Story by Jennifer Gardner
Feel free to take a nap.
They increase cognitive recall ability, and the more one naps, the higher one tests — at least for preschoolers.
According to a study published last Monday by Rebecca Spencer, a University of Massachusetts Amherst cognitive neuroscientist, naps increase people’s ability to recall what they’ve learned at a later time.
While her study focused on preschool children, the findings reinforce data across many sleep studies that naps are beneficial and improve cognitive recall functions.
Sleep deprivation is a common problem on college campuses with people pulling all-nighters to study for tests and then staying out late on the weekends. While not everyone conforms to this schedule, the lines for the Olmsted Coffee Shop in the morning show that plenty of people do.
For sophomore Parker Stinski, naps are an essential part of her daily routine. They help keep her focused and alert for her heavy law politics and society course load.
“I think naps are beneficial because they reenergize you,” Stinski said. “I really like it because in college, you can go to class and come back and take a nap for two hours before your next class. In high school, you had to stay up all day, and late nights of studying could really get to you.”
While naps are beneficial, not everyone has the time to take them regularly. Sophomore Adam Graves said he’s so busy that he rarely gets time to catch up on sleep.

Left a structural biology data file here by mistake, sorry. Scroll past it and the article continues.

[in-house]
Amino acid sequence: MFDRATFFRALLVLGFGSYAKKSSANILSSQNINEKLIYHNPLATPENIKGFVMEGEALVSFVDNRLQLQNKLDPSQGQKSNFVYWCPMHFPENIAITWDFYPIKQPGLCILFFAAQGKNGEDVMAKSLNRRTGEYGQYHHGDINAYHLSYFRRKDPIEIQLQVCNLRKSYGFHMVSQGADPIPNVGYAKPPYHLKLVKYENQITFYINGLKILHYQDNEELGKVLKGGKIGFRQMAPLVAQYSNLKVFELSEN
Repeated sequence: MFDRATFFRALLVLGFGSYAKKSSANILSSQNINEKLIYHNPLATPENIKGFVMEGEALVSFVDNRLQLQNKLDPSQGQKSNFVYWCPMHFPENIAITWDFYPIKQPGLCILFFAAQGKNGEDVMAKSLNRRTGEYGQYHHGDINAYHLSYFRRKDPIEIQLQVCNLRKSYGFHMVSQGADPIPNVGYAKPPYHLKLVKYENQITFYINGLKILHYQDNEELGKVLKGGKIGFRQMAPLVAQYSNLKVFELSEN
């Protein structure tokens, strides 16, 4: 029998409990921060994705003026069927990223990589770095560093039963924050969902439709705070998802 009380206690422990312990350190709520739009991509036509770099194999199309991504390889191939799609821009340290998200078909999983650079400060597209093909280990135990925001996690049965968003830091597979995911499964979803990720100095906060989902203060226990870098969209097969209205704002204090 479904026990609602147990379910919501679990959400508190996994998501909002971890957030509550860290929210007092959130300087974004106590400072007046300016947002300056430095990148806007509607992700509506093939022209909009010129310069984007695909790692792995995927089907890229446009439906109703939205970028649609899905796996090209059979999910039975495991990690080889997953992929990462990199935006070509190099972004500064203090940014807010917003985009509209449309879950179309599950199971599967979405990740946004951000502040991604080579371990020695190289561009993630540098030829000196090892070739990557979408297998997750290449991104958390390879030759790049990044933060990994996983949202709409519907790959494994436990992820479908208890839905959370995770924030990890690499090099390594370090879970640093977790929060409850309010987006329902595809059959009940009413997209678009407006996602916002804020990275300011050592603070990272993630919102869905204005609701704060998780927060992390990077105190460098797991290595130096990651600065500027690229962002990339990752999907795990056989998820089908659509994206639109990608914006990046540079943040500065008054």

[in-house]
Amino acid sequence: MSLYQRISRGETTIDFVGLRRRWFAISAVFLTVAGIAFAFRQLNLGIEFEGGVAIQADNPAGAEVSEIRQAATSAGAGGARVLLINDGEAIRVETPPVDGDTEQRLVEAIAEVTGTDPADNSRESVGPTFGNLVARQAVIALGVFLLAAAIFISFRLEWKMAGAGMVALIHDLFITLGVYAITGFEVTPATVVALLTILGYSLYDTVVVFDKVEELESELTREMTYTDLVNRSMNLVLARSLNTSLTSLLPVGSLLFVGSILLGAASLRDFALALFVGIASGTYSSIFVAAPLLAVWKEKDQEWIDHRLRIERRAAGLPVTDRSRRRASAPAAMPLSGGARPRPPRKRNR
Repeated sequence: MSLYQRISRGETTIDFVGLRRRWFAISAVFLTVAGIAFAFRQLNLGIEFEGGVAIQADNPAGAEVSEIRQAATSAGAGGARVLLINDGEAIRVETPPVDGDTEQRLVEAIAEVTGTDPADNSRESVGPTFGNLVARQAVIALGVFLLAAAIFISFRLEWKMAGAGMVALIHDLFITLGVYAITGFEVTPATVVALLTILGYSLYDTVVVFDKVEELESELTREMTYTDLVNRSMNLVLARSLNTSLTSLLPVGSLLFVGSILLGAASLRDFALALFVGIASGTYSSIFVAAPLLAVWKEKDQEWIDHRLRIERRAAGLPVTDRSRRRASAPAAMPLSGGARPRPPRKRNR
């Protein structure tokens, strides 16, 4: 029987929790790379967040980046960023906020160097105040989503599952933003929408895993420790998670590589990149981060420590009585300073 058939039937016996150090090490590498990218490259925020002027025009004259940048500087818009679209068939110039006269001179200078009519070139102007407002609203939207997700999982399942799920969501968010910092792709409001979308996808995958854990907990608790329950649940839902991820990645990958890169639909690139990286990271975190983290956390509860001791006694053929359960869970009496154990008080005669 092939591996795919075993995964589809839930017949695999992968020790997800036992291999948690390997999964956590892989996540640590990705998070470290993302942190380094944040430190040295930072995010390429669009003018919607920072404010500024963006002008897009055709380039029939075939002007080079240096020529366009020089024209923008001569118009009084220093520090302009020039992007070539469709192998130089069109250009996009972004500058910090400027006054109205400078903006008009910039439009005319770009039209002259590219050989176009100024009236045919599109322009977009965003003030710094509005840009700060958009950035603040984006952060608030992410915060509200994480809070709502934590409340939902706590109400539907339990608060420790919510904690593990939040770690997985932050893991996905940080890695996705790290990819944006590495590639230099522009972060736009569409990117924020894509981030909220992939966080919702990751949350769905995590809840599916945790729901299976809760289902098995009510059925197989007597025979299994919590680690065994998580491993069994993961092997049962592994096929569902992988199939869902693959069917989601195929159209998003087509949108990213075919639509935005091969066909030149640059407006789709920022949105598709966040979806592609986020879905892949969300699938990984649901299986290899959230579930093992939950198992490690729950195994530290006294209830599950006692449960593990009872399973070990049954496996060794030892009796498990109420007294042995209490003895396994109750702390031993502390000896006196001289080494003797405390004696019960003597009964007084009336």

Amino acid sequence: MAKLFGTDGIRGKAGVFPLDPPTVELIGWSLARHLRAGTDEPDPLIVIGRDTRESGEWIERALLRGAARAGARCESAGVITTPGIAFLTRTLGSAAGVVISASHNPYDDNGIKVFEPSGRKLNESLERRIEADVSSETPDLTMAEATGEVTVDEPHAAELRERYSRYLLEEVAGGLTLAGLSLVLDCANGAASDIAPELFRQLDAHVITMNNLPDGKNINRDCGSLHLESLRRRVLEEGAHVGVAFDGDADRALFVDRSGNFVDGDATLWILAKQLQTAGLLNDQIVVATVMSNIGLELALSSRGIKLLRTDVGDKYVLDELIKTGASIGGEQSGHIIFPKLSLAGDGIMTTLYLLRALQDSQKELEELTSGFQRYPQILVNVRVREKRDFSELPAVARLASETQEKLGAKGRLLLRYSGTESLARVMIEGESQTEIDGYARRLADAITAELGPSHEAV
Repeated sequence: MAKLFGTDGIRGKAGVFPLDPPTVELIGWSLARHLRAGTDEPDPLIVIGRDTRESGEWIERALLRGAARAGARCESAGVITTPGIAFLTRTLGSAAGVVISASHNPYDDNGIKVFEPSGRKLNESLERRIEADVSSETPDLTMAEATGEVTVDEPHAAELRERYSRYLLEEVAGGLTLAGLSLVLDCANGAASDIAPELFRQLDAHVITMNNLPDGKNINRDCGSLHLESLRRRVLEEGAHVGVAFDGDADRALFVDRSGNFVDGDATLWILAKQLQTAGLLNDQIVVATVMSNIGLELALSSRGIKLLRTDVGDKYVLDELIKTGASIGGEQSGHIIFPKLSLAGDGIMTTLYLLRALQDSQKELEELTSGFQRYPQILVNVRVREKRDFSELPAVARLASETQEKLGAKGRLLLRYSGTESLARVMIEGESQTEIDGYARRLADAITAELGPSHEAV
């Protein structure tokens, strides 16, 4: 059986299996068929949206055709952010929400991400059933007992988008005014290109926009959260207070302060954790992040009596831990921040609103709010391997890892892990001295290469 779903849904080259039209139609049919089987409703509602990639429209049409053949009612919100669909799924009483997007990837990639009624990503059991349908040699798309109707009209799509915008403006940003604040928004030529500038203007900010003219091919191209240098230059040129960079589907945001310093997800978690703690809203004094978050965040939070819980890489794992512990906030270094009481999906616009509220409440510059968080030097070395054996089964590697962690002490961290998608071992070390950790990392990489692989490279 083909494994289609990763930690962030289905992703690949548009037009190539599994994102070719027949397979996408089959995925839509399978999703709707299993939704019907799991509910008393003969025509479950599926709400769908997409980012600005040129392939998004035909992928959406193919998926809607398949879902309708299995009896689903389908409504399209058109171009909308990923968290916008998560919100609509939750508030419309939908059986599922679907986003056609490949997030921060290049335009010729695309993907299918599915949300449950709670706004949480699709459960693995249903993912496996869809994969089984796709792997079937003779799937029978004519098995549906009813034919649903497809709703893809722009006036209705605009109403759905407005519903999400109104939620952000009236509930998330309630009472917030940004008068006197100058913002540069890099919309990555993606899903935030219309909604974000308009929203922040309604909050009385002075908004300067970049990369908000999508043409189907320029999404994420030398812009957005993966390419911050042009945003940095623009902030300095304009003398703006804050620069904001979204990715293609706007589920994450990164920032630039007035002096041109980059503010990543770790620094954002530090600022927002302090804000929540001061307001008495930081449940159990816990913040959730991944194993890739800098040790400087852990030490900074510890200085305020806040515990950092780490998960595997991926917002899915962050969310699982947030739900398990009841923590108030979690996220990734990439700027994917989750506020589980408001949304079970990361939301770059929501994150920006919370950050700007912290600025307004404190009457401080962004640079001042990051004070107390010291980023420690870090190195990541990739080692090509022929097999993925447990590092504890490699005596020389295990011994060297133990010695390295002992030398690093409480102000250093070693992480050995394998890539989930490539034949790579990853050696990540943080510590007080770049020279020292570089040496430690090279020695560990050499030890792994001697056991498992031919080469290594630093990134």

“I feel that naps are very beneficial in college,” Graves said. “I am a busy person, so I normally do not have time for naps, but I wish I did. They help give me a boost of energy.”
Depending on the type of effect desired, there are different lengths of naps. Power naps, which usually last around 15-20 minutes, aid temporary alertness , while hour-long naps usually leave people groggy, but help increase memory recall. Ninety-minute naps let the body travel through an entire sleep cycle and help with creative thinking.
Sophomore Emily Gregor makes use of all of those types of naps because naps are her primary source of sleep.
“I’m not very good at sleeping, so napping is my sleeping,” said Gregor. “When I wake up from a nap, I feel glorious. I feel like if you don’t nap, you’re not doing college effectively. If I’m tired, I take a 15-minute nap, and I’m recharged. It’s like plugging your phone in, but I’m a human.”
Even though Stinski loves her naps, she realizes the importance of going to bed early.
“A lot of people struggle with staying up later because they take naps, but I really don’t,” said Stinski. “I usually go to bed at 11, but sometimes I’ll crash at 9 on really busy days.”
Gregor only has one thing to say to people who don’t nap easily — practice.
“The more often you nap, the better you’ll get at it,” said Gregor. “It’s really not that hard to become an expert napper. My pillows love me, and I love them back. It’s not that difficult.”